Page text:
♦♦♦

Sleigh Bells - Treats

How old am I again? Well I feel like I’m about fifty five, scowling at legions of young music aficionados about how despite the fact that there is a lot of cool stuff going on in music at the dawn of this new decade, the fact stands that rock music just isn’t cool anymore and these kids don’t know what they’re missing. Sleigh Bells’ music may still be pop at its heart, but it rejuvenates the lost concept that it’s really cool to be really fucking loud. And loud Treats is. Blisteringly loud. The guitars cut like razors and their drums sound like running giants. The volume is going to be the first thing most anyone notices about the vast majority of these songs, but like Psychocandy before it, the noise encases a really down to earth pop album. The heart of this concept is heard most apparently on the sublimely jangly “Rill Rill,” which is Treats‘ most obvious accomplishment because it lacks the sheer volume that the rest of the tracks have. It’s slightly distorted and rough around the edges, but above all else it’s delicious pop music. The keystone of the album, it makes the other tracks seem less violent and more good-natured. You can tell “Crown on the Ground” wants to be on Kid’s Bop, but it got rejected because it had tourettes. “Tell ‘Em” was to be a high school fight song, but it got mangleded in a car accident. They’re fractured pop songs that you can more than relate to and side with, because despite the fact that they will destroy your cochleae, they just sound right.

♦♦♦

Flying Lotus - Cosmogramma

Steven Ellison, known as Flying Lotus, made one of the best records of 2008, Los Angeles. It is just a fact, and one that I have taken a few years to come to grips with and fully appreciate. In electronic music, it’s easy to see Flying Lotus becoming an important figure, and so it’s easy to see a new FlyLo album as an important occurrence. Cosmogramma pulls together an environment as rich in style as Los Angeles, with many notable aspects: Lots of live instrumentation, strong jazz elements, strings and harps, and a sense of mysticism. Also notable: while many of Los Angeles’ beats trailed behind bars by fractions of seconds, on Cosmogramma those beats lead the measures at a similarly minute speed, which makes for an album that is fully excited and running at a high speed but never trips over itself, because it is in the hands of a master. And as usual, there is a slew of sounds here that you would never find anywhere else. Describing those moments are almost impossible, but they stand for themselves; the super high frequency “Nose Art,” the free jazz experimental “Arkestry,” the awesome collaboration with Thom York on “…And the World Laughs With You,” and the heavy “Recoiled” are just a few such highlights, but they by no means stop there. This is yet another truly important electronic record from an artist with incredible talent. The future of music clearly lies with this man, and with that said, the future always seems to be bright.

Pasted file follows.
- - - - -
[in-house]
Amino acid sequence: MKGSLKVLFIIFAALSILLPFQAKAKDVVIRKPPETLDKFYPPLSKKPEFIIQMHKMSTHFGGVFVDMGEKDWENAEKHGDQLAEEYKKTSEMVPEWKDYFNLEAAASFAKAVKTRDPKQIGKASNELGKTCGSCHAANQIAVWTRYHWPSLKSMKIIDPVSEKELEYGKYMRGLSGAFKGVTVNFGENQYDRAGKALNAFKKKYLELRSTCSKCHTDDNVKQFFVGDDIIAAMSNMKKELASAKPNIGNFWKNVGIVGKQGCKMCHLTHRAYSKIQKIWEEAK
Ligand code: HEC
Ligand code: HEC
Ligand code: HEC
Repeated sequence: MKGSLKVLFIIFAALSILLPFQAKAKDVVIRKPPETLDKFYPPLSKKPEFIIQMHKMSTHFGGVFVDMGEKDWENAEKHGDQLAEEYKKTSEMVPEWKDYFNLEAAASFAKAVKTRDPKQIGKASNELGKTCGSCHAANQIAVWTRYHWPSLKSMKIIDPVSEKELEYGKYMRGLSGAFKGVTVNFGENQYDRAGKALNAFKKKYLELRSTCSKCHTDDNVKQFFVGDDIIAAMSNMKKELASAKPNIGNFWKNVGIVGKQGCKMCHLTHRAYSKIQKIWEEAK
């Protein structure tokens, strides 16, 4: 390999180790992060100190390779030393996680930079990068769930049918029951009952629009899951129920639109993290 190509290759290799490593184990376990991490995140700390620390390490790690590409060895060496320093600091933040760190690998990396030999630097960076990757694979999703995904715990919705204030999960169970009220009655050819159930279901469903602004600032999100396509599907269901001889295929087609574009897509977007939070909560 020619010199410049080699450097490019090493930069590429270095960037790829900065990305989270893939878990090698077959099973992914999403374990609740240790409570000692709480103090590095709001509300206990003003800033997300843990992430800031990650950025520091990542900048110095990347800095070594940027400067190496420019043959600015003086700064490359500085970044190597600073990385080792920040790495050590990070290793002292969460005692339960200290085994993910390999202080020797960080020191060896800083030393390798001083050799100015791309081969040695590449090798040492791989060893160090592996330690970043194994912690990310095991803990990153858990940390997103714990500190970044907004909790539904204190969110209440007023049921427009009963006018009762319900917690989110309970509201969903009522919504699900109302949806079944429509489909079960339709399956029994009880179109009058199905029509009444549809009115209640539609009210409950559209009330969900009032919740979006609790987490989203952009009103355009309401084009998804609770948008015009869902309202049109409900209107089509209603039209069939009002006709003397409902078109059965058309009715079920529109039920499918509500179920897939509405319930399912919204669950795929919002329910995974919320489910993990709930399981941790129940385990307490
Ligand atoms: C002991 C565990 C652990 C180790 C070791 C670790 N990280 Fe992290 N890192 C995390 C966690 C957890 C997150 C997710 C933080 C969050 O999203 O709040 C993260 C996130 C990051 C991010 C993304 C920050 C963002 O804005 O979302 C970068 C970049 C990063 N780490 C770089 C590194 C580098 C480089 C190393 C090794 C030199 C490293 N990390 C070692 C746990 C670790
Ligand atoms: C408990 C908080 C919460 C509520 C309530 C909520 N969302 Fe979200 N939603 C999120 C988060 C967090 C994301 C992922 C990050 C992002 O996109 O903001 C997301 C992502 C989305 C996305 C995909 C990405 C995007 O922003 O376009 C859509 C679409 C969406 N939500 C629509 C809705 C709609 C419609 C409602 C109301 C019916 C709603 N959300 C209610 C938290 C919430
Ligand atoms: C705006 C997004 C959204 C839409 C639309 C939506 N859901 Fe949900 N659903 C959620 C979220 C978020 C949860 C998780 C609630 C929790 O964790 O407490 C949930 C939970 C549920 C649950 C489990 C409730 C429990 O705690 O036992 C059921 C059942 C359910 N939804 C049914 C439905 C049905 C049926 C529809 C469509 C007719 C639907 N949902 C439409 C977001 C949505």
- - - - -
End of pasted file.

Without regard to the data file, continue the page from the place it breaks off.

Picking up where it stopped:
♦♦♦

Autechre - Oversteps

Electronic producers Rob Brown and Sean Booth have been making music as Autechre for about twenty years now, and their new album Oversteps is their tenth. Throughout their flabbergasting career arc, they have invented, reinvented and refined not only their sound but contemporary progressive electronic music as a whole. Anyone who knows albums like Tri Repetae and LP5 know that a new Autechre album means a whole new world of sound, and Oversteps is no exception. The album is filled with jittery, mysterious productions, and it shows the group at their most melodic state since 1998’s LP5 (with the exception of several moments on 2008’s great Quaristice). A lot of times, and as is certainly the case for Oversteps, Autechre songs have sleeper qualities, puzzling at first and then later sinking in for heavy thinking. It stands that being an Autechre fan is incredibly awarding. In their ten album and twelve EP (give or take) career, they have crafted just about every song into its own sonic world, and with each album have built unshakable statements. Oversteps initially feels like a strong, logical progression. It’s possible that if it is given time, the yeast will rise and it will stand even taller. But what’s even more exciting and puzzling than these tracks is that Autechre are set to release another album this year. Move of Ten is due out on July 12, and a quick examination of the cover art certainly makes me surmise that the new album may be a companion piece to Oversteps. What that means is that we may still only have part of the full picture here, and thus Oversteps as well as Move of Ten may have new developments to explore.